The fact that most of Turkey lies in Asia, and the fact Kazakhstan itself is a central Asian country that only joined UEFA in 2002 should be a reminder on Wednesday that it will not be easy to separate club from country.

Kazakhstan, now ranked only 145th by FIFA, has six losses in six games by a combined score of 19-3 against Turkey, including two losses in the current European Championship qualifiers.

The pressure to win is felt from the boardrooms of the club's stadium to the pitch when a state-created club plays against the top team from a nearby nation that has humiliated the state in international soccer.

FC Astana players practicing ahead of their match with Galatasaray. Photo via EPA.

Regardless, Astana's rise has been remarkable. After signing the memo of cooperation with Galatasaray, things began to fall into place for them on the pitch in just their sixth season of existence.

In November 2014, Astana claimed their first Kazakhstan Premier League title.

They began to get noticed by the soccer world soon after defeating Apoel FC of Cyprus 2-1 on aggregate in the playoff round to became the first Kazakhstani team to ever qualify for the Champions League group stage.

After that victory, President Nazarbayev congratulated Astana, but also stated that "Astana will now have soccer battles with the world brands." Nazarbayev may have been a bit disappointed when the team's group stage draw didn't include any of the soccer's world's most popular brands like Barcelona and Manchester United.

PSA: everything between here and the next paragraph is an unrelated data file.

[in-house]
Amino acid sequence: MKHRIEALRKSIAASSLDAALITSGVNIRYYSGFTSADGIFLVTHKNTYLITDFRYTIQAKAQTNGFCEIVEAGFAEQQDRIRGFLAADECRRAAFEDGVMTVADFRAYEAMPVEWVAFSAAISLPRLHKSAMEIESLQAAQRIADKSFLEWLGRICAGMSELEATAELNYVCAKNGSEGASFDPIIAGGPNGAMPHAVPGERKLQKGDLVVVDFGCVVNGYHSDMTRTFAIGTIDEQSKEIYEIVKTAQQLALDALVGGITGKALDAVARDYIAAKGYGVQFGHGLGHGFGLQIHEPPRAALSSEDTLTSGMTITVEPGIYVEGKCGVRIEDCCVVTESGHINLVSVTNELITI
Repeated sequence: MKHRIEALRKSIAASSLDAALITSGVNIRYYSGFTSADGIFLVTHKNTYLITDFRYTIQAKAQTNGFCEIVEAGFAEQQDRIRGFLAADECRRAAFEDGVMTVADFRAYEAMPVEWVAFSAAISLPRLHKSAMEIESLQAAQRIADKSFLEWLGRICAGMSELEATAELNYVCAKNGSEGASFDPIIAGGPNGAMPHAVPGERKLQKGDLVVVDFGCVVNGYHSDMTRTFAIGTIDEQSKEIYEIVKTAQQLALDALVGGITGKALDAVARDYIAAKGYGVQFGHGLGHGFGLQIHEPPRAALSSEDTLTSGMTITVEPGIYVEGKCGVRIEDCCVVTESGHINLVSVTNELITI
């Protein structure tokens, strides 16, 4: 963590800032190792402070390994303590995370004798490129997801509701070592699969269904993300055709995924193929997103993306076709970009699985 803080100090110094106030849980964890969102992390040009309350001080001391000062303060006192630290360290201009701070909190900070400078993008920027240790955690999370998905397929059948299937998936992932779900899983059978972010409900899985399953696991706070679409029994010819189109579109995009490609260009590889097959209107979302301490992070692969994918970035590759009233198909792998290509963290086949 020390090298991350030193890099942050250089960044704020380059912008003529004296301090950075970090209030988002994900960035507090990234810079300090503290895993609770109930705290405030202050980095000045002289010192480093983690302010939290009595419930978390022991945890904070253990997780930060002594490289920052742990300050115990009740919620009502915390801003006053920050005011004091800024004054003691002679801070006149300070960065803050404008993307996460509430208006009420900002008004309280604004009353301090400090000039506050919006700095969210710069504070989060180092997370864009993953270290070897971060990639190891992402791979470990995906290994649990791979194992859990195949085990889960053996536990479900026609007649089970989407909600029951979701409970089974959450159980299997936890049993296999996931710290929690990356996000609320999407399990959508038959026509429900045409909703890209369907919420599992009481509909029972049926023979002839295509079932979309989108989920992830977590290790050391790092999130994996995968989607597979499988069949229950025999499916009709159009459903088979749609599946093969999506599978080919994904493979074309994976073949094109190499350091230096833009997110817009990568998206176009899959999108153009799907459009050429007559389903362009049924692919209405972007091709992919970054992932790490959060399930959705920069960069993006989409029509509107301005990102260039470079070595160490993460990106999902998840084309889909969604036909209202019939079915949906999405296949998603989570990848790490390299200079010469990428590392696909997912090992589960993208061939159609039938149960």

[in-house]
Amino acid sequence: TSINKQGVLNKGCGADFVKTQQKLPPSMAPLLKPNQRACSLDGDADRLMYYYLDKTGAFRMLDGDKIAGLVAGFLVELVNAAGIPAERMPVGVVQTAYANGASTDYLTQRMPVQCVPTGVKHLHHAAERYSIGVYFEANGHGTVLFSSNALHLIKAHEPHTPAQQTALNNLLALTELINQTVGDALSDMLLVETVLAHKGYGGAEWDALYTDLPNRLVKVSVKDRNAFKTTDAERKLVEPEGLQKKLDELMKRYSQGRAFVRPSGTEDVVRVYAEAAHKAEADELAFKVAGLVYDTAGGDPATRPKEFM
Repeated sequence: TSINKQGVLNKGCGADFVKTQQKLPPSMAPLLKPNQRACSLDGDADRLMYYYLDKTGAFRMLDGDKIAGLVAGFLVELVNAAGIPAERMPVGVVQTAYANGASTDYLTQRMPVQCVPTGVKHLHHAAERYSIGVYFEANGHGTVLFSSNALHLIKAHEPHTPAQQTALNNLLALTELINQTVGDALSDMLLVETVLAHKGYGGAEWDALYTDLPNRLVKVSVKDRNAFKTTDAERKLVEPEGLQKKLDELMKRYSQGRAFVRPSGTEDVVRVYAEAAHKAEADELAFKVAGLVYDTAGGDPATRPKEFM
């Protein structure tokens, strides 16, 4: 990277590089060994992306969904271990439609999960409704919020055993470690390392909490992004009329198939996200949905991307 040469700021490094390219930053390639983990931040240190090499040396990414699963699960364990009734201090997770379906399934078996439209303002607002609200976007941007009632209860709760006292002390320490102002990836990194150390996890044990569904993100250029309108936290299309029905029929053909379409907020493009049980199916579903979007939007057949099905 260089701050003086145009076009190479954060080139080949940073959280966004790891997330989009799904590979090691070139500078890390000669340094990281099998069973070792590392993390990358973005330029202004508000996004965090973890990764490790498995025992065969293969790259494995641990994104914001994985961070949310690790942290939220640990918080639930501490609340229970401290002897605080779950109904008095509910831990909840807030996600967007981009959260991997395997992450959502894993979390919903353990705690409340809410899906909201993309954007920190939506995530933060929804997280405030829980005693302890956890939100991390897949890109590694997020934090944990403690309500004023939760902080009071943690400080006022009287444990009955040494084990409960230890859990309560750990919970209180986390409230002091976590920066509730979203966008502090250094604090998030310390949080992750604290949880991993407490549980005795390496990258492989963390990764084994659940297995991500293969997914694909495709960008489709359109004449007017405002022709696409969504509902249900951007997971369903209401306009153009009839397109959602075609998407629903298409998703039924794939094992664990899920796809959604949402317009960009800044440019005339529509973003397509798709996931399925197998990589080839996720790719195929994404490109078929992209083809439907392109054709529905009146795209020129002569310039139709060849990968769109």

But as the lowest-ranked of the 32 teams, FC Astana can't complain. Their debut in the Champions League is as much about exposure for Kazakhstan as it is about grabbing a few points.

"Presenting our nation to the world was one of the objectives in this club's creation," FC Astana's General Manager Kaisar Bekenov has said.

Their home, the lavish Astana Arena, was opened in 2009 with a ceremonial first match between the Kazakh Under-21 squad and Astana (then known as Lokomotiv Astana) with, surprise, surprise, former Galatasaray giants Hasan Şaş and Hakan Şükür added for one game only.

Benfica and Atletico Madrid are not just the two Group C teams most likely to advance: they operate on another stratosphere when compared to FC Astana. They benefit from being part of renowned domestic leagues and the players they attract receive maximum exposure.

FC Astana cannot reasonably aspire to be mentioned in the same breath as these two clubs. But FC Astana sees Galatasaray as a team to model themselves after.

Galatasaray consistently competes in the Champions League, making it to the quarterfinals in 2012-13. It was during that season that Galatasaray welcomed Dutch international Wesley Sneijder as arguably one of the biggest international transfers ever for the club. This summer they brought in German Lukas Podolski who has three goals in six league matches so far.

Sure, both players are over 30 and not the type of marquee signings you'd expect from larger European powers. And yet these are exactly the types of players FC Astana needs to be recruiting: you'd be foolish to expect young international players approaching their prime to settle in Astana, a city going through rapid development. Players on the back end of their careers, however, could certainly be tempted by the club's deep pockets and the opportunity to ride out their careers playing in a less demanding domestic league with the potential added bonus of playing a Champions League match or two.

But just making it to the Champions League is a victory for FC Astana and Kazakhstan. Defeating Galatasaray would be an even bigger one.

"We know that it is a really important game for Astana and the whole of Kazakhstan as well," said FC Astana coach Stanimir Stoilov. He added, "We have to think about discipline on the field and giving our best. If we don't, there could be mistakes, but it will be good experience for us regardless."